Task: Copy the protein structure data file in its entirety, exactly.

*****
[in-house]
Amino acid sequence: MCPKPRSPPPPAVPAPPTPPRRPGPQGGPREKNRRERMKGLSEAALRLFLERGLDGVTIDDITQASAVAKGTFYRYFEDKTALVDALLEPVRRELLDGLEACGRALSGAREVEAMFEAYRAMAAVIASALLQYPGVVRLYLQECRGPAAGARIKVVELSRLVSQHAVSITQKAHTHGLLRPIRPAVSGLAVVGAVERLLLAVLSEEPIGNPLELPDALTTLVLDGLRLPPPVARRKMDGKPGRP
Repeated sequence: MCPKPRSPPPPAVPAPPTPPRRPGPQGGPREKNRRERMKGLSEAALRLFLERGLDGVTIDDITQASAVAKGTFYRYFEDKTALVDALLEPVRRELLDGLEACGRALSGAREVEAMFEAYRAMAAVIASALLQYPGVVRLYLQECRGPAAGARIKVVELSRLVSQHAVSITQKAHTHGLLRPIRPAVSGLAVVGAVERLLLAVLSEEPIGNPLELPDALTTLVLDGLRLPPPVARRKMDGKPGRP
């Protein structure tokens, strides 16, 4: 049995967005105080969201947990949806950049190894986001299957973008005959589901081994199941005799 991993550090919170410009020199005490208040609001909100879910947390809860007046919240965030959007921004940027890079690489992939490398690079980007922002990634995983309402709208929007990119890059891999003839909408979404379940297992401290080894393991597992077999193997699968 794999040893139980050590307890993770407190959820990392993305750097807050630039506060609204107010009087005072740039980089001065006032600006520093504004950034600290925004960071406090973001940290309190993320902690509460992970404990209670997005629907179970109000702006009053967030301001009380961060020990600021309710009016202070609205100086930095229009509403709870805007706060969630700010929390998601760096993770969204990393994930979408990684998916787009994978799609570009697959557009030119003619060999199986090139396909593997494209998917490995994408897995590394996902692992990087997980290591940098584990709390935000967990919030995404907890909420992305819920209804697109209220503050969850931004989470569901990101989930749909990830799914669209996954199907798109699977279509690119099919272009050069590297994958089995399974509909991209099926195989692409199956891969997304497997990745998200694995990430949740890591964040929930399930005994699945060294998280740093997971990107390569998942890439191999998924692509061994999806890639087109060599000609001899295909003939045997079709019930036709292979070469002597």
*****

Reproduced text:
[in-house]
Amino acid sequence: MCPKPRSPPPPAVPAPPTPPRRPGPQGGPREKNRRERMKGLSEAALRLFLERGLDGVTIDDITQASAVAKGTFYRYFEDKTALVDALLEPVRRELLDGLEACGRALSGAREVEAMFEAYRAMAAVIASALLQYPGVVRLYLQECRGPAAGARIKVVELSRLVSQHAVSITQKAHTHGLLRPIRPAVSGLAVVGAVERLLLAVLSEEPIGNPLELPDALTTLVLDGLRLPPPVARRKMDGKPGRP
Repeated sequence: MCPKPRSPPPPAVPAPPTPPRRPGPQGGPREKNRRERMKGLSEAALRLFLERGLDGVTIDDITQASAVAKGTFYRYFEDKTALVDALLEPVRRELLDGLEACGRALSGAREVEAMFEAYRAMAAVIASALLQYPGVVRLYLQECRGPAAGARIKVVELSRLVSQHAVSITQKAHTHGLLRPIRPAVSGLAVVGAVERLLLAVLSEEPIGNPLELPDALTTLVLDGLRLPPPVARRKMDGKPGRP
């Protein structure tokens, strides 16, 4: 049995967005105080969201947990949806950049190894986001299957973008005959589901081994199941005799 991993550090919170410009020199005490208040609001909100879910947390809860007046919240965030959007921004940027890079690489992939490398690079980007922002990634995983309402709208929007990119890059891999003839909408979404379940297992401290080894393991597992077999193997699968 794999040893139980050590307890993770407190959820990392993305750097807050630039506060609204107010009087005072740039980089001065006032600006520093504004950034600290925004960071406090973001940290309190993320902690509460992970404990209670997005629907179970109000702006009053967030301001009380961060020990600021309710009016202070609205100086930095229009509403709870805007706060969630700010929390998601760096993770969204990393994930979408990684998916787009994978799609570009697959557009030119003619060999199986090139396909593997494209998917490995994408897995590394996902692992990087997980290591940098584990709390935000967990919030995404907890909420992305819920209804697109209220503050969850931004989470569901990101989930749909990830799914669209996954199907798109699977279509690119099919272009050069590297994958089995399974509909991209099926195989692409199956891969997304497997990745998200694995990430949740890591964040929930399930005994699945060294998280740093997971990107390569998942890439191999998924692509061994999806890639087109060599000609001899295909003939045997079709019930036709292979070469002597």